The biblical blockbuster, ‘Hall of Faith’ in Hebrews chapter eleven is one of my favorite passages in the New Testament. There we are given a long list of both named and unnamed individuals who endured difficulty in order to live out their lives of faith. These are that great cloud of witnesses that have gone before us to enter the fullness of the inheritance. Though some of them did not receive all that they had waited for in their earthly lives, they have now become partakers of all that God promised them. Faith is the lone necessary ingredient that we all must possess if we will persevere unto the end. You are challenged in this life, and none of us can reasonably expect a pathway of comfort and ease because there are powerful forces which seek to impede our journey of trust. The degree to which we are steadfastly enduring is a great revealer of the degree of our trust in God. Faith is the vehicle through which God’s glorious plan for our lives becomes reality. Without faith it is impossible to please Him, yet with faith, the impossible becomes actual and that which is immovable inevitably has to relocate. God has taught me with repeated lessons that a faith which cannot be tested should never be trusted. He proves to us the legitimacy of our commitment by stretching our faith on an ongoing basis. More importantly, He proves the depth of His love to us through that same stretching process. He elongates our capacity to comprehend His goodness, grace and glory.
Hebrews 11 is extremely motivating – but what if there existed a different chapter which was called ‘The Hall of Fear’? In an inverted manner, what if we were allowed the reminder of how detrimental fear is to the purposes of God? We are told that “Do not fear” is the most often repeated command found in the bible. Our wise and trustworthy God knows that, perhaps above anything else, human fear interrupts the benefits of divine invitations. Maybe the imaginary ‘Hall of Fear’ would read something like this:
By fear Adam and Eve fled from God and hid in their shame. By fear Abraham lied about Sarah, saying she was his sister and not his wife, and hazarded her life with pagan men. By fear Jacob fled from Esau after robbing him of his birthright and entered the most difficult years of his life. By fear Moses debated with God about whether he could go to Egypt and deliver Israel. By fear Esther hesitated about walking into her husband’s, the king’s, presence on behalf of her persecuted countrymen. By fear David humiliated himself and lost his royal reputation by feigning insanity at the gates of Gath. By fear a young Saul fled from his appointment to be Israel’s first king; by fear Saul later lost his rights to that same throne. By fear the rich young ruler chose his earthly money over the value of his soul. By fear Peter focused upon the waves more than he looked to the Wave-Walker. By fear the religious rulers of Jesus’ day rejected Him and crucified Him. By fear all the disciples fled Jesus in the hour of His betrayal. By fear Peter denied that he knew Jesus in the presence of a suspicious little school girl…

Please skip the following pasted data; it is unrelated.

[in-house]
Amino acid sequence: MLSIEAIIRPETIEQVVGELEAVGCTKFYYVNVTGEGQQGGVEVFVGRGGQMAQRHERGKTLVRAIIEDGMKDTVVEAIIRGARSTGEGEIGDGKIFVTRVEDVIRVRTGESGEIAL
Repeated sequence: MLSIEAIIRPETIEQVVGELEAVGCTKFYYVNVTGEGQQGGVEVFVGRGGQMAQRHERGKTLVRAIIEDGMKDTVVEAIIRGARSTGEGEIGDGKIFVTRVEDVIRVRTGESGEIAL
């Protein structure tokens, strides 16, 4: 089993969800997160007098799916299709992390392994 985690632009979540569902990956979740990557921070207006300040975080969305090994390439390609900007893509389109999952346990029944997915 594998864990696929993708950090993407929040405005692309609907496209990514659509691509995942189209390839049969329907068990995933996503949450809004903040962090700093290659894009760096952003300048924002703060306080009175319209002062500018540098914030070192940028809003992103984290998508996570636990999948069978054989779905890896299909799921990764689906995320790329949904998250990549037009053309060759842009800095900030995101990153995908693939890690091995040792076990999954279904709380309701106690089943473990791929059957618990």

Convicting isn’t it? My name could be on that sad list more times than you could possibly know. Fear is a crippling agent to Kingdom living. Because of fear many people will not exchange earthly comfort for heavenly callings. Because of fear churches will not box up and throw out outdated methods of ministry, and seek God’s wisdom about how to engage a post-Christian culture. By fear spiritual leaders are not speaking out with biblical clarity on culturally controversial issues. It is fear that compels us to choose our own selves above the needs of others and the commitments we have made to them. More than anything other factor, it is fear destroys marriages. Fear strangles hope. Fear is a momentum killer, a Goliath-reviver, a demon-pleaser, a soul-suffocator and a glory-thief. Fear is no mild annoyance but, rather, a well-honed instrument in the hand of the Enemy who has committed himself to resisting the glory of Jesus Christ in every generation. Satan cannot win in the end, but that does not mean we can rest in a blasé approach to fear in our lives. Personally, I fast and pray at times with nothing else in mind other than to receive a breakthrough from the Holy Spirit in this recurring rough-patch in my own heart. Fear is a stubborn tenant and is loathe to give up his room.
What are you afraid of? What is it costing you? How is it affecting those closest to you? Fear is extremely contagious and the only inoculation I have found for it is humble trust in an unwavering Savior. Trust must be pursued while fear must be denied. Thank God that there is no single chapter in our bible that is dedicated to a ‘Hall of Fear’. If there were such a chapter you would likely find your name and mine somewhere in there because of our struggles in past days or present challenges.
Let’s live in such a way that, if that imaginary chapter were written about future days of the people of God, our names would be nowhere to be found on its pages.
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